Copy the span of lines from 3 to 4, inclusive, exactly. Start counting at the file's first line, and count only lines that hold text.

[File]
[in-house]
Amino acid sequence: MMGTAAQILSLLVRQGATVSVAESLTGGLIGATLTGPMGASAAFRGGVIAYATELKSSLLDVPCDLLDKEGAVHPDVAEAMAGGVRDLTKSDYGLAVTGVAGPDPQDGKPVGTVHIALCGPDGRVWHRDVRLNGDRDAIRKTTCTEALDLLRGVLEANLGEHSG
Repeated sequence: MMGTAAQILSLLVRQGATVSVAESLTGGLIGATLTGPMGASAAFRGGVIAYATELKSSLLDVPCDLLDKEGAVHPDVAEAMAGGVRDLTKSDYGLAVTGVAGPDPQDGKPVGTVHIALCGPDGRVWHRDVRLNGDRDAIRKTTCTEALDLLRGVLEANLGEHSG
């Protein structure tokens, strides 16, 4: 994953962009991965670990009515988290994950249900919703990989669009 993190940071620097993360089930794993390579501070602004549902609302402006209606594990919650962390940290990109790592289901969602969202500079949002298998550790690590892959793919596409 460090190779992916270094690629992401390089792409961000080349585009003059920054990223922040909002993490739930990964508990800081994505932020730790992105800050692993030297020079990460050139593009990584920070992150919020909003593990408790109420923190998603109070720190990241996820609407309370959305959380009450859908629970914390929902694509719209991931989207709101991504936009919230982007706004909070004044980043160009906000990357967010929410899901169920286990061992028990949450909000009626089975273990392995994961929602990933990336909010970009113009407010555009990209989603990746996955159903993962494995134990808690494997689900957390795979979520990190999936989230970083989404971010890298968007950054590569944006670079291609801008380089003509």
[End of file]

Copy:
Repeated sequence: MMGTAAQILSLLVRQGATVSVAESLTGGLIGATLTGPMGASAAFRGGVIAYATELKSSLLDVPCDLLDKEGAVHPDVAEAMAGGVRDLTKSDYGLAVTGVAGPDPQDGKPVGTVHIALCGPDGRVWHRDVRLNGDRDAIRKTTCTEALDLLRGVLEANLGEHSG
């Protein structure tokens, strides 16, 4: 994953962009991965670990009515988290994950249900919703990989669009 993190940071620097993360089930794993390579501070602004549902609302402006209606594990919650962390940290990109790592289901969602969202500079949002298998550790690590892959793919596409 460090190779992916270094690629992401390089792409961000080349585009003059920054990223922040909002993490739930990964508990800081994505932020730790992105800050692993030297020079990460050139593009990584920070992150919020909003593990408790109420923190998603109070720190990241996820609407309370959305959380009450859908629970914390929902694509719209991931989207709101991504936009919230982007706004909070004044980043160009906000990357967010929410899901169920286990061992028990949450909000009626089975273990392995994961929602990933990336909010970009113009407010555009990209989603990746996955159903993962494995134990808690494997689900957390795979979520990190999936989230970083989404971010890298968007950054590569944006670079291609801008380089003509």